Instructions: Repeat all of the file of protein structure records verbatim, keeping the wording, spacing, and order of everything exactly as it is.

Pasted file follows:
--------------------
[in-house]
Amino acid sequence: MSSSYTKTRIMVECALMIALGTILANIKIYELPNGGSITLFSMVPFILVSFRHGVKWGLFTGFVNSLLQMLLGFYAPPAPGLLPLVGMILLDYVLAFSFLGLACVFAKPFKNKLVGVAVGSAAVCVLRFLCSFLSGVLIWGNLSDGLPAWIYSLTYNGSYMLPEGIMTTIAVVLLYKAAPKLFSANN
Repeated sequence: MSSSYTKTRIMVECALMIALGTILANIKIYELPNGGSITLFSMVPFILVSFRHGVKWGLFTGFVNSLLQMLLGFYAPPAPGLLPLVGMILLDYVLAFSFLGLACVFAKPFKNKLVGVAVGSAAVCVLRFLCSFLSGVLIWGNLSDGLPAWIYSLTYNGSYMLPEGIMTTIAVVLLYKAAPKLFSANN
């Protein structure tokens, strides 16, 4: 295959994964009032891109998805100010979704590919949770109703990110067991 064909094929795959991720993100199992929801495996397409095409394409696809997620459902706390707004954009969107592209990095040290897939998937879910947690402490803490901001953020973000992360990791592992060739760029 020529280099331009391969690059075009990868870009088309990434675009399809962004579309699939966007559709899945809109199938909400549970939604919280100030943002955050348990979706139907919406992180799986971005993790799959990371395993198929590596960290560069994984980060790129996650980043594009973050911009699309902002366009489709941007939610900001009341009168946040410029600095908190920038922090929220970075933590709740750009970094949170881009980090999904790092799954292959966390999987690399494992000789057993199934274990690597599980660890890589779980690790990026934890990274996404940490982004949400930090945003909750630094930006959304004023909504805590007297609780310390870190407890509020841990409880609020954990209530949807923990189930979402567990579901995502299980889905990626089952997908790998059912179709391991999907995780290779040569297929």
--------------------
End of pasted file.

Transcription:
[in-house]
Amino acid sequence: MSSSYTKTRIMVECALMIALGTILANIKIYELPNGGSITLFSMVPFILVSFRHGVKWGLFTGFVNSLLQMLLGFYAPPAPGLLPLVGMILLDYVLAFSFLGLACVFAKPFKNKLVGVAVGSAAVCVLRFLCSFLSGVLIWGNLSDGLPAWIYSLTYNGSYMLPEGIMTTIAVVLLYKAAPKLFSANN
Repeated sequence: MSSSYTKTRIMVECALMIALGTILANIKIYELPNGGSITLFSMVPFILVSFRHGVKWGLFTGFVNSLLQMLLGFYAPPAPGLLPLVGMILLDYVLAFSFLGLACVFAKPFKNKLVGVAVGSAAVCVLRFLCSFLSGVLIWGNLSDGLPAWIYSLTYNGSYMLPEGIMTTIAVVLLYKAAPKLFSANN
């Protein structure tokens, strides 16, 4: 295959994964009032891109998805100010979704590919949770109703990110067991 064909094929795959991720993100199992929801495996397409095409394409696809997620459902706390707004954009969107592209990095040290897939998937879910947690402490803490901001953020973000992360990791592992060739760029 020529280099331009391969690059075009990868870009088309990434675009399809962004579309699939966007559709899945809109199938909400549970939604919280100030943002955050348990979706139907919406992180799986971005993790799959990371395993198929590596960290560069994984980060790129996650980043594009973050911009699309902002366009489709941007939610900001009341009168946040410029600095908190920038922090929220970075933590709740750009970094949170881009980090999904790092799954292959966390999987690399494992000789057993199934274990690597599980660890890589779980690790990026934890990274996404940490982004949400930090945003909750630094930006959304004023909504805590007297609780310390870190407890509020841990409880609020954990209530949807923990189930979402567990579901995502299980889905990626089952997908790998059912179709391991999907995780290779040569297929």